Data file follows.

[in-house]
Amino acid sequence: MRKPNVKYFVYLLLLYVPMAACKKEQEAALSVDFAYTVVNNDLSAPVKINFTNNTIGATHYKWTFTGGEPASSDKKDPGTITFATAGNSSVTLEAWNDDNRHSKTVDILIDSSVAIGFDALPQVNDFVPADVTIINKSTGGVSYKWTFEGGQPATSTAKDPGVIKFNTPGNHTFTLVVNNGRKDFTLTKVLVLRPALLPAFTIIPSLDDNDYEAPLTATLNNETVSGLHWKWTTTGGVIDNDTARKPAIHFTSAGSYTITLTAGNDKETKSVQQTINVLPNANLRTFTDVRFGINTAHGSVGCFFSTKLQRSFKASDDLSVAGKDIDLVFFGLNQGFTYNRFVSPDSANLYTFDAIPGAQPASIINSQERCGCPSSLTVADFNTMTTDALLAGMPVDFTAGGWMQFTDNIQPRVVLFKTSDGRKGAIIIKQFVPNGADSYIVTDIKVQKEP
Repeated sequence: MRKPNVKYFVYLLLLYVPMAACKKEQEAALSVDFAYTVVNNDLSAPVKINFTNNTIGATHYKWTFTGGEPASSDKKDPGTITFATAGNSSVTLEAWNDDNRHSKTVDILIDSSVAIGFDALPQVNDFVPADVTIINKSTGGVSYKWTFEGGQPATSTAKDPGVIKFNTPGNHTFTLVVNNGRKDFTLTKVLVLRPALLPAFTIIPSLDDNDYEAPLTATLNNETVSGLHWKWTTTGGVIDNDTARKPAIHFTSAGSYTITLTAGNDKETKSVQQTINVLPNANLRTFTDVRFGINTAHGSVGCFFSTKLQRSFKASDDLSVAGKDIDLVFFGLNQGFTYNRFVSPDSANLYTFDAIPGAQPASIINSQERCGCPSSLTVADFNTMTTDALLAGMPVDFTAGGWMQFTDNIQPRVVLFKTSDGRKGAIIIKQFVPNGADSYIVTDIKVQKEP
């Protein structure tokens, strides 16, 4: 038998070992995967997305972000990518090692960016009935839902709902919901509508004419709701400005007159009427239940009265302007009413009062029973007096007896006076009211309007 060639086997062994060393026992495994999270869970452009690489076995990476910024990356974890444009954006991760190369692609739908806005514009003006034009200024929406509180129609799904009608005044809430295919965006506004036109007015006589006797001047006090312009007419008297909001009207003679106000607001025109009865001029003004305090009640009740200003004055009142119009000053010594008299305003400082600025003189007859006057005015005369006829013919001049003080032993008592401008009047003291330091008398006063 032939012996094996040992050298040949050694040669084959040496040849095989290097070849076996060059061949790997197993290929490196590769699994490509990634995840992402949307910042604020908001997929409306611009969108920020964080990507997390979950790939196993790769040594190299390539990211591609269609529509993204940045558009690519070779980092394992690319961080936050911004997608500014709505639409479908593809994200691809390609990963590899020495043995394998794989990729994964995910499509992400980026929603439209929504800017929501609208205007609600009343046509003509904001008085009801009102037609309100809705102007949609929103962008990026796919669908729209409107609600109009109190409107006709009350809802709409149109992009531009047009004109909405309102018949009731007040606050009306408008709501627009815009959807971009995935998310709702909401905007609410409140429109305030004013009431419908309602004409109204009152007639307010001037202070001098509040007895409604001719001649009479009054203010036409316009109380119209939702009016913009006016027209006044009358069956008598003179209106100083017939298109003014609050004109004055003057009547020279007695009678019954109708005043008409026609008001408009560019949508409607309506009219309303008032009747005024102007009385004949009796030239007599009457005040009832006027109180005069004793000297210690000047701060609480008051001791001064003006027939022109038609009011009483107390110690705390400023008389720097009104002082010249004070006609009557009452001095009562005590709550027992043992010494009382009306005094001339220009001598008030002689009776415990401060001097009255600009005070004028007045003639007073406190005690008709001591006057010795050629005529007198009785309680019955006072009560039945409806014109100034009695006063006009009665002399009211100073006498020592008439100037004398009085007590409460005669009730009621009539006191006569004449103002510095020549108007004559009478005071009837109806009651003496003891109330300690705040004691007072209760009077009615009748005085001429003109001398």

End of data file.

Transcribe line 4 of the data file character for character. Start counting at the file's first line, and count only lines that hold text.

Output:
């Protein structure tokens, strides 16, 4: 038998070992995967997305972000990518090692960016009935839902709902919901509508004419709701400005007159009427239940009265302007009413009062029973007096007896006076009211309007 060639086997062994060393026992495994999270869970452009690489076995990476910024990356974890444009954006991760190369692609739908806005514009003006034009200024929406509180129609799904009608005044809430295919965006506004036109007015006589006797001047006090312009007419008297909001009207003679106000607001025109009865001029003004305090009640009740200003004055009142119009000053010594008299305003400082600025003189007859006057005015005369006829013919001049003080032993008592401008009047003291330091008398006063 032939012996094996040992050298040949050694040669084959040496040849095989290097070849076996060059061949790997197993290929490196590769699994490509990634995840992402949307910042604020908001997929409306611009969108920020964080990507997390979950790939196993790769040594190299390539990211591609269609529509993204940045558009690519070779980092394992690319961080936050911004997608500014709505639409479908593809994200691809390609990963590899020495043995394998794989990729994964995910499509992400980026929603439209929504800017929501609208205007609600009343046509003509904001008085009801009102037609309100809705102007949609929103962008990026796919669908729209409107609600109009109190409107006709009350809802709409149109992009531009047009004109909405309102018949009731007040606050009306408008709501627009815009959807971009995935998310709702909401905007609410409140429109305030004013009431419908309602004409109204009152007639307010001037202070001098509040007895409604001719001649009479009054203010036409316009109380119209939702009016913009006016027209006044009358069956008598003179209106100083017939298109003014609050004109004055003057009547020279007695009678019954109708005043008409026609008001408009560019949508409607309506009219309303008032009747005024102007009385004949009796030239007599009457005040009832006027109180005069004793000297210690000047701060609480008051001791001064003006027939022109038609009011009483107390110690705390400023008389720097009104002082010249004070006609009557009452001095009562005590709550027992043992010494009382009306005094001339220009001598008030002689009776415990401060001097009255600009005070004028007045003639007073406190005690008709001591006057010795050629005529007198009785309680019955006072009560039945409806014109100034009695006063006009009665002399009211100073006498020592008439100037004398009085007590409460005669009730009621009539006191006569004449103002510095020549108007004559009478005071009837109806009651003496003891109330300690705040004691007072209760009077009615009748005085001429003109001398």